// Technique



Imitation hard ename

The imitation hard enamel (Epola) lapel pin is produced by using the same techniques as the cloisonné. The finished product looks similar to the cloisonné, and it is also beautiful. It can also be plated in gold, silver, nickel, copper, black nickel and so on. But the materials can be either copper, or Zinc alloy, brass and Iron. The recessed sections are filled with hard epoxy enamel rather than glazing enamel. The cost is much lower than the cloisonné.


Soft enamel

A more economical option is soft enamel finish. Its cost will be reduced a lot compared with the above two. The process of this finish is that the enamel is painted into the recessed parts on the die struck or stamped base, before which is plated in gold, brass, copper, black dye, antique silver, antique gold, etc. Soft enamel can let you have a strong felling of the die struck or stamped pattern. It also can be coated with epoxy for long-lasting durability and a shiny, finished look.


Basic die struck

The basic die-struck lapel pin is often made of Iron and brass. There is not any enamel painted on this pin. Matt finish, shiny finish and antique finish, such as matt gold, matt nickel, nickel, copper, antique brass and antique sliver, etc, can be used in this kind of design. The recessed can be sandblasted to make the details on the pin to be more clear and readable.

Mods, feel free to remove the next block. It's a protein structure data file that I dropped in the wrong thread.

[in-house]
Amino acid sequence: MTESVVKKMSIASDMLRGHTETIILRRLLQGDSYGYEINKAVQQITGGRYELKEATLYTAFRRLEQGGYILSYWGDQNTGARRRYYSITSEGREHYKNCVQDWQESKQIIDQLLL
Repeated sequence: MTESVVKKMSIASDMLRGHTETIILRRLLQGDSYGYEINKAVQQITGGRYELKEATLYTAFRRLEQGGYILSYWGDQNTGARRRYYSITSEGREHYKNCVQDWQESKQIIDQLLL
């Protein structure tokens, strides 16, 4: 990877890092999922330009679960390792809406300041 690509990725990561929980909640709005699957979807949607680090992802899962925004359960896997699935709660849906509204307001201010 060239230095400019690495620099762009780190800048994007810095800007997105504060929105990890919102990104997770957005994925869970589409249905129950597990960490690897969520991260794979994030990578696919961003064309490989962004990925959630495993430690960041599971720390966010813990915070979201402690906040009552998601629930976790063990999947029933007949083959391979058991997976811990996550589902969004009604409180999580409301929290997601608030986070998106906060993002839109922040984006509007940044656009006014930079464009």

Screen print

Screen-print is a good choice for color pins with small patterns. It must be printed on flat and smooth surface. The surface can be epoxy dome, Epola and flat metal base. Screen print need not metal lines to separate different colors. This makes some logos more beautiful.


Offset print

Offset print is the best way to finish lapel pins with gradient colors. The design is directly printed onto the metal base such as stainless iron or brass, and the thickness is 0.8mm. Then, the pin is covered with an epoxy dome for enduring protection. Offset printing is the fastest way to complete pins and the cost is the lowest among other finishes.


Die casting

Die casting is mainly used to make big and complex products, or products with many details, such as cut-out lettering, oddly-shaped pins. The melted zinc alloy is injected into a mold created from your artwork. After it cools, it can be polished and then plated in gold, silver, brass and so on.

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